Having looked at some of the arguments for circumcision, let’s understand some arguments against it.

First and foremost, circumcision is painful and frightening for a child.  The infant is strapped into an immobilizing device called a circumstraint which binds the arms and legs of the infant.  It has been noted that simply strapping a child down in this manner can be extremely distressing to a days-old infant — even without performing surgery.  Once strapped in, the surgery begins — in some cases without anesthetic.  (Some people have believed that infants do not experience pain in the same way that adults do.  However, some studies suggest that they actually experience pain more intensely than adults do.)

If you really need any further convincing that this is something that is stressful and painful for a child, I suggest you take a look at some of these disturbing photos and videos.  I’ll warn you now, they are not for the queasy.  Try watching those
videos and tell me that you think circumcision is a good idea.

Second, as illustrated above, the procedure isn’t medically necessary.  It’s primarily a cultural/religious phenomenon.  Now, I won’t try to talk you out of practicing your religion, but I’ll simply point out that, over the years, many awful things have been done in the name of religion.

The available data indicate that times may be changing.  People are starting to realize the error of their ways and circumcisions are no longer universally viewed as a necessary procedure.  Circumcisions rates are declining nationwide, with only 55.9% of males in the US being circumcised in 2003.9 This number went down every year since 2000, and is sharply down from roughly 85% in 1965.10 Nationwide, it is estimated that about 44% of all boys in 2003 were intact, with regions like the west coast boasting over 68% intact!11

One final bit of information that I find interesting: One of the major reasons for the rise of circumcision in America is because it was viewed as a different sort of preventative measure — to prevent masturbation or “self-abuse.”

Masturbation was thought to be the cause of a number of diseases. The procedure of routine circumcision became commonplace between 1870 and 1920, and it consequently spread to all the English-speaking countries (England, Canada, Australia and New Zealand). None of these countries now circumcise the majority of their male children, a distinction reserved today for the United States (in the UK, in fact, nonreligious circumcision has virtually ceased). Yet, there are still those who promote this social surgery, long after the masturbation hysteria of the past century has subsided.


In America, foreskins were not rare at the time circumcision was introduced into widespread practice. Paradoxically, then, the understanding of the intact male organ at that time was somewhat greater than it is today. (In particular, it never would have been possible to promote circumcision on the basis that it was “necessary for hygienic reasons”— this came later, when doctors themselves were mostly circumcised men.)

Further, in proposing circumcision as a preventative against self-abuse, physicians of the day understood very well that male masturbation involves stimulation of the foreskin. However they were incorrect in assuming that, by reducing the pleasure, masturbation itself could be reduced or eliminated.12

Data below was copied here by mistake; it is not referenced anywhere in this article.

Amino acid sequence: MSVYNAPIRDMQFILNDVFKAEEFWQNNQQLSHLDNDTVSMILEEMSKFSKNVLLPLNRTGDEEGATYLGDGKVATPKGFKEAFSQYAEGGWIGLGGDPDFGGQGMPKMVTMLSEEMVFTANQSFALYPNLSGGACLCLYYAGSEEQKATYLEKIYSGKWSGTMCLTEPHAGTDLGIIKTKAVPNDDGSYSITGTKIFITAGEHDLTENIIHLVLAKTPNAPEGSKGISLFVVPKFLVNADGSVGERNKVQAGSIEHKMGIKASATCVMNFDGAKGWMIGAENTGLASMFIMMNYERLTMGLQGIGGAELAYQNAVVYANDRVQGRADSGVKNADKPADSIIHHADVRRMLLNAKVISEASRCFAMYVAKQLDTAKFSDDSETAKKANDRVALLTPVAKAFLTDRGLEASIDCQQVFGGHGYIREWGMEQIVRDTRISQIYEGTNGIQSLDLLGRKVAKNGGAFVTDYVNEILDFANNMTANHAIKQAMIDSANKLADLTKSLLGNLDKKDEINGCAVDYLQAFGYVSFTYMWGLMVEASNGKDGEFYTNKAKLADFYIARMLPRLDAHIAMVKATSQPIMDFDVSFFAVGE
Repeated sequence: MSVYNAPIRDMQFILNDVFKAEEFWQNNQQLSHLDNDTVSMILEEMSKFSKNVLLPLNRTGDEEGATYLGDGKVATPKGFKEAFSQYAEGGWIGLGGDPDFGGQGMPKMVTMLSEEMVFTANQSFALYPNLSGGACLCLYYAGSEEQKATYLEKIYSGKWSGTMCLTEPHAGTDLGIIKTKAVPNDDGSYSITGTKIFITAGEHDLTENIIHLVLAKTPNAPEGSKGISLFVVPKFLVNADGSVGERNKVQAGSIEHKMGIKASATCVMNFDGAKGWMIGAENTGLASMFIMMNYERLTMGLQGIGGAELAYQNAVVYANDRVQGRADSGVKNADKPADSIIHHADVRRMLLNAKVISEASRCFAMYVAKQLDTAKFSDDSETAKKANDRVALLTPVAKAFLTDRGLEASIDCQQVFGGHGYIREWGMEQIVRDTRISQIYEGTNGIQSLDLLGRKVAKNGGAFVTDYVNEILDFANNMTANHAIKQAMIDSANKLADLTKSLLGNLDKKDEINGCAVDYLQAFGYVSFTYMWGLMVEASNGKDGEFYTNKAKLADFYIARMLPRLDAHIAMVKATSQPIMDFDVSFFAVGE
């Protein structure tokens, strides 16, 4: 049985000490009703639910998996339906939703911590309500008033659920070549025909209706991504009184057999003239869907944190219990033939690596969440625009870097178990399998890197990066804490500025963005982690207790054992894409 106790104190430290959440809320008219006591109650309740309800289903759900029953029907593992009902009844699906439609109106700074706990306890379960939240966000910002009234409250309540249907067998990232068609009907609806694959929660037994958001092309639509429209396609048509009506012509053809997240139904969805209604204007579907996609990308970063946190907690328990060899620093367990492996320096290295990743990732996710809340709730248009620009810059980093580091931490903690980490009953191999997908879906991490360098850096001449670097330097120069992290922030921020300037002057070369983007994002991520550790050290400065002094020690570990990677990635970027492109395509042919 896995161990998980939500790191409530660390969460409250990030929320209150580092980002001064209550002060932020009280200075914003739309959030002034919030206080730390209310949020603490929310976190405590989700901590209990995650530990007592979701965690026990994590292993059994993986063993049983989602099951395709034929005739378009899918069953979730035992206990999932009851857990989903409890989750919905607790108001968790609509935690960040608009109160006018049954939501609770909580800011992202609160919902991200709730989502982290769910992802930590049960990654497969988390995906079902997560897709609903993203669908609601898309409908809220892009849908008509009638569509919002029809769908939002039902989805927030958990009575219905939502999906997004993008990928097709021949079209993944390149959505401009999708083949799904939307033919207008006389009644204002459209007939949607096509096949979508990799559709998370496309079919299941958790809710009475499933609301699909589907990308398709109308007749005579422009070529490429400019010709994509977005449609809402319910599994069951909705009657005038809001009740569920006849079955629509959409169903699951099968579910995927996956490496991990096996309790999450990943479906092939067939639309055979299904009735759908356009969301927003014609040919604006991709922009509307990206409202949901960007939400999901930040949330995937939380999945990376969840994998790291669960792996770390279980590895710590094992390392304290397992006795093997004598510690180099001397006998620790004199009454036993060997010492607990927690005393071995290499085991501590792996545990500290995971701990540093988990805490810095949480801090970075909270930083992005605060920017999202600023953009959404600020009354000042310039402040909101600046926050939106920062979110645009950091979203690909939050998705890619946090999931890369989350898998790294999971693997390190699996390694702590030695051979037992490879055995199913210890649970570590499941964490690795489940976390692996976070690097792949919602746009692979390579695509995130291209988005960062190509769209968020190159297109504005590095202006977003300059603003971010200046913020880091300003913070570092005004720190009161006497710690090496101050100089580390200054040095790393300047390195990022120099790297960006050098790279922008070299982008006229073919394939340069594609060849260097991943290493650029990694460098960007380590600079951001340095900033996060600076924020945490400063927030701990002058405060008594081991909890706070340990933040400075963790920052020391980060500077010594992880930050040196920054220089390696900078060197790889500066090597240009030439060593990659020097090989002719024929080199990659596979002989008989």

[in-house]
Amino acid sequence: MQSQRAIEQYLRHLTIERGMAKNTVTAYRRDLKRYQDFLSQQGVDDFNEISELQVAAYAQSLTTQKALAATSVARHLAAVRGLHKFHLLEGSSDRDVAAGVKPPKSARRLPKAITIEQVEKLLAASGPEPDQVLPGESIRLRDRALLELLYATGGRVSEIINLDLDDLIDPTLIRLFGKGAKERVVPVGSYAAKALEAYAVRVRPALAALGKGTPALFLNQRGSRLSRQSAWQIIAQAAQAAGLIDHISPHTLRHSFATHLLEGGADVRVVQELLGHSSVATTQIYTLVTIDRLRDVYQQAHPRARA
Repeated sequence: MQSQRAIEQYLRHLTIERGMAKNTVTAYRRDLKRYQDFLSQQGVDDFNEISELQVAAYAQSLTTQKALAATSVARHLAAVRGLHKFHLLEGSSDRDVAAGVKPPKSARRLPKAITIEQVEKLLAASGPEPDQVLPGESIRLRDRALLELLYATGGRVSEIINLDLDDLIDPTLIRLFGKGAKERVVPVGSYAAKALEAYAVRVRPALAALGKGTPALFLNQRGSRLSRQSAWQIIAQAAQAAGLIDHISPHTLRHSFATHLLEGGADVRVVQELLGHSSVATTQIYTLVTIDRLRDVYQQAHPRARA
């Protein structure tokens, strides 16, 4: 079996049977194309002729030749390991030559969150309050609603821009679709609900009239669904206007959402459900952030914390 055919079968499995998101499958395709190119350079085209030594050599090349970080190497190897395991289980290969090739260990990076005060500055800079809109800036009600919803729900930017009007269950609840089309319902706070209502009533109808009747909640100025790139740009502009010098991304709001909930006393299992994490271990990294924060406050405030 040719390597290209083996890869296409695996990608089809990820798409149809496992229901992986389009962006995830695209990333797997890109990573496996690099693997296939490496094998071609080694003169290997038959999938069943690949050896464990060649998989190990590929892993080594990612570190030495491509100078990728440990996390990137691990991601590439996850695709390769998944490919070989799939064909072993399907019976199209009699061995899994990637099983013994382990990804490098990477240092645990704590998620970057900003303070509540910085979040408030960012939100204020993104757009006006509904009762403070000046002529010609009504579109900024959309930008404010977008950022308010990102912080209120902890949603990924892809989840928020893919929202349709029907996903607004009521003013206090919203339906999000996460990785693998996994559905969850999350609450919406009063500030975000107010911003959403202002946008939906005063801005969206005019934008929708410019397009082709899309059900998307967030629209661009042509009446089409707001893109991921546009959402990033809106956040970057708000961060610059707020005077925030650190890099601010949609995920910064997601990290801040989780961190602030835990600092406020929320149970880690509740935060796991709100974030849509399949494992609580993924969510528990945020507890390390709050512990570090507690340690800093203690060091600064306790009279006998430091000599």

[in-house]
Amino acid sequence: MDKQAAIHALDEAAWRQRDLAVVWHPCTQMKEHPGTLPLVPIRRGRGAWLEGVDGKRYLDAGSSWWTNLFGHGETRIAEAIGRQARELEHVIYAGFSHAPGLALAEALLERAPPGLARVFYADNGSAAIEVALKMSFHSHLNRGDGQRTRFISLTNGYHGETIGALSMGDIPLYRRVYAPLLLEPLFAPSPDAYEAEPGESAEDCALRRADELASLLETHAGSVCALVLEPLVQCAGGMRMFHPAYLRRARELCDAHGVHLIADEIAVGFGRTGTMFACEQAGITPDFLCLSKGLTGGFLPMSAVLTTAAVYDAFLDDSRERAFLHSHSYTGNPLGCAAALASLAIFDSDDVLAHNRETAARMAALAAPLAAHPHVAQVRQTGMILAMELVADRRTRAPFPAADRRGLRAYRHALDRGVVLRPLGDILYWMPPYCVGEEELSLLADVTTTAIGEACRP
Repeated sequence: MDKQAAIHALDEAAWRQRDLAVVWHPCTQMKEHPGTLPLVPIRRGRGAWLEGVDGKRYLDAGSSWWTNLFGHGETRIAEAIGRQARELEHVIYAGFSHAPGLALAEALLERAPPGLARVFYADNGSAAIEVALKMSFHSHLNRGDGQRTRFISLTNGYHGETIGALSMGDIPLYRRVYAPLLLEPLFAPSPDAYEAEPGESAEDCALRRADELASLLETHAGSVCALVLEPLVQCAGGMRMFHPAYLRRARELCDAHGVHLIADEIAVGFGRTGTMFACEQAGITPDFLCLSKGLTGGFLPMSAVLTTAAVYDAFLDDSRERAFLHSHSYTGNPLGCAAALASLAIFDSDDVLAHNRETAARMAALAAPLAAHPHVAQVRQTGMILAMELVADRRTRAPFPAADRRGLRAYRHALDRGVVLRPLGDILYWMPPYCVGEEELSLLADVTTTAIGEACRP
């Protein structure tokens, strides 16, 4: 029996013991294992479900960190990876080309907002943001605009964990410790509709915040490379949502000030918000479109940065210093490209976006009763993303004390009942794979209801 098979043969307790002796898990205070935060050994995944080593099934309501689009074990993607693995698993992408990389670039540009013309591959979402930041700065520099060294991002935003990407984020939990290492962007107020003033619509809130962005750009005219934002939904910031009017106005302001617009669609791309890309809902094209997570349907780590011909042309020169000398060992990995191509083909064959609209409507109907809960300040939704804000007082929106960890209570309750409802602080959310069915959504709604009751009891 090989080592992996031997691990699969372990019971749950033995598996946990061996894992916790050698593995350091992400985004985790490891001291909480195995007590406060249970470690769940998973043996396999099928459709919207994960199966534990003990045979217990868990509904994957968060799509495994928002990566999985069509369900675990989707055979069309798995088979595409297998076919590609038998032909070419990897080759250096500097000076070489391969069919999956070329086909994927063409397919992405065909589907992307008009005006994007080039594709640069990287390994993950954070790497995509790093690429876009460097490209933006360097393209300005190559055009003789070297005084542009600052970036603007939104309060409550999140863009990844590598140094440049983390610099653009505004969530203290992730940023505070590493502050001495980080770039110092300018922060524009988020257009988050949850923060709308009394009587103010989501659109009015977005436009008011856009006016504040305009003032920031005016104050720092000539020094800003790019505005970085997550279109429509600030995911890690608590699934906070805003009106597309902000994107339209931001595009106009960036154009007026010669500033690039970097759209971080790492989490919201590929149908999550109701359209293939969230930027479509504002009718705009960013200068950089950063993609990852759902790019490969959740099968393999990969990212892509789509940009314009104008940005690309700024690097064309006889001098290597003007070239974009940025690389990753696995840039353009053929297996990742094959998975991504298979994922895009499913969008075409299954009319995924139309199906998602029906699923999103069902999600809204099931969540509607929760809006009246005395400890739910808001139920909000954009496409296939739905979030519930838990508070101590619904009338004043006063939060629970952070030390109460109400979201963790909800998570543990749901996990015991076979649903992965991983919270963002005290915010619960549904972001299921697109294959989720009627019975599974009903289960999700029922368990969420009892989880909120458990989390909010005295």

I hope this information has been helpful, especially to those who are planning to become parents soon.  I’d encourage you to read more about these topics at the sites provided in the references area below.

A Note to Parents of Circumcised Boys: If you’re reading this and you are the parent of a circumcised boy, chances are you’re feeling somewhat uncomfortable.  Please understand that I am not trying to chastise you in any way.  What’s done is done.  Chances are that you never even considered not circumcising; it’s simply the norm to have it done.  This post is intended to inform parents who will be faced with this decision — especially if they don’t realize there’s a decision to make.  I didn’t write this to point fingers, lash out, criticize, or offend.  I apologize if I’ve come across as doing any of these things.


Just about all of the information in this post is pulled from the Circumcision Information and Resource Pages at  They have a wealth of information and links to further reading on the subject.

1. Anatomy of the Penis, Mechanics of Intercourse,

2. Ibid.

3. Ibid.

4. Ibid.

5. Care of the Intact Penis, by James E. Peron, Ed. D.,

6. Cultural Bias and the Urinary Tract Infection (UTI) Circumcision Controversy, by Martin S. Altschul,

7. Cancer of the Cervix in Reference to Circumcision and Marital History, by Elizabeth Stern, M.D., and Peter M. Neely, Ph.D.,

8. Circumcision in the United States: Prevalence, Prophylactic Effects, and Sexual Practice, by Edward O. Laumann, PhD; Christopher M. Masi, MD; Ezra W. Zuckerman, MA,

9. United States Circumcision Incidence,

10. Ibid.

11. Ibid.

12. What were the original motivations behind routine infant circumcision in the West?,

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Anti-Intellectualism, Narcissism, and the Presidency

This week, our esteemed President decided to thumb his nose at educated Americans everywhere when he participated in the following exchange:

Dubya: I appreciate the Secretary of Energy joining me today. He’s a good man, he knows a lot about the subject, you’ll be pleased to hear. I was teasing him — he taught at MIT, and — do you have a PhD?Secretary Bodman: Yes.

Dubya: Yes, a PhD. (Laughter.) Now I want you to pay careful attention to this — he’s the PhD, and I’m the C student, but notice who is the advisor and who is the President.